Created in 1965, SCSEP is the nation’s oldest program to help low-income, unemployed individuals aged 55+ find work. SCSEP matches eligible older adults with part-time training assignments for non-profit organizations. Participants build skills and self-confidence while earning a modest income – it is common for this program to lead to permanent employment.
This article reviews the benefits and qualifying criteria for both the participant and the participating organization. Directions to participate in the program are found below.
To be a SCSEP participant, three criteria are required to be eligible to participate:
- Age 55+
- Living on a family income of no more than 125% of the federal poverty level (contact a local SCSEP office for current income qualifications)
Overview of SCSEP participants
- 65% are women; 49% are a racial or ethnic minority; 20% have at least one disability
- 43% have one or more years of college; 39% have a high school diploma; 18% do not have a high school diploma
- 32% are 65 or older; 13% are 70 or older
- 28% live in rural areas
- 13% are veterans or qualified spouses
Applying for SCSEP
To apply for SCSEP, contact the local SCSEP office to complete an application. If eligibility requirements are met and there is no waiting list at that office, enrollment to train at a non-profit organization in the community will be established. Auxiliary aids and services are available upon request to individuals with disabilities.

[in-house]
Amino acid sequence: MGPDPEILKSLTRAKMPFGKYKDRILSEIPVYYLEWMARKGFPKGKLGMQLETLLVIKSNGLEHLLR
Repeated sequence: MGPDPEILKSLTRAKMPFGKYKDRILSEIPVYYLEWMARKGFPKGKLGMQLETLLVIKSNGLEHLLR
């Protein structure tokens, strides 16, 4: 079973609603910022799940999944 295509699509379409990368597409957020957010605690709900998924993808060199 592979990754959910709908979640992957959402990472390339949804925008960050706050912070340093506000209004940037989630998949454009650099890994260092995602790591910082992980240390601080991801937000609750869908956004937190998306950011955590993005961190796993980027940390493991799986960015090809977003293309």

Hours and pay
Training for a position takes an average of 20 hours a week paid at an hourly rate. The rate is minimum wage based on the highest option — the federal, state, or local minimum wage. Most participants are trained by the SCSEP for about six months before a permanent job begins.
Training includes all the skills needed to do the job assigned, including using a computer. Available jobs fill a vital community service need. Every office has a different list of available positions which may change frequently. Six typical positions that may be available (but not limited to):
- Childcare provider
- Customer service representative
- Teachers’ aide
- Computer technician
- Building maintenance worker
- Health care worker
Direct health care worker program (in-home health care)
SCSEP has a program that trains seniors to be direct care providers to elderly and disabled persons who need in-home, non-medical assistance. The program works with direct care agencies to train workers that can provide helpful assistance to those in need. To learn more about SCSEP, visit the U.S. Department of Labor's website. To contact a local SCSEP office visit CareerOneStop.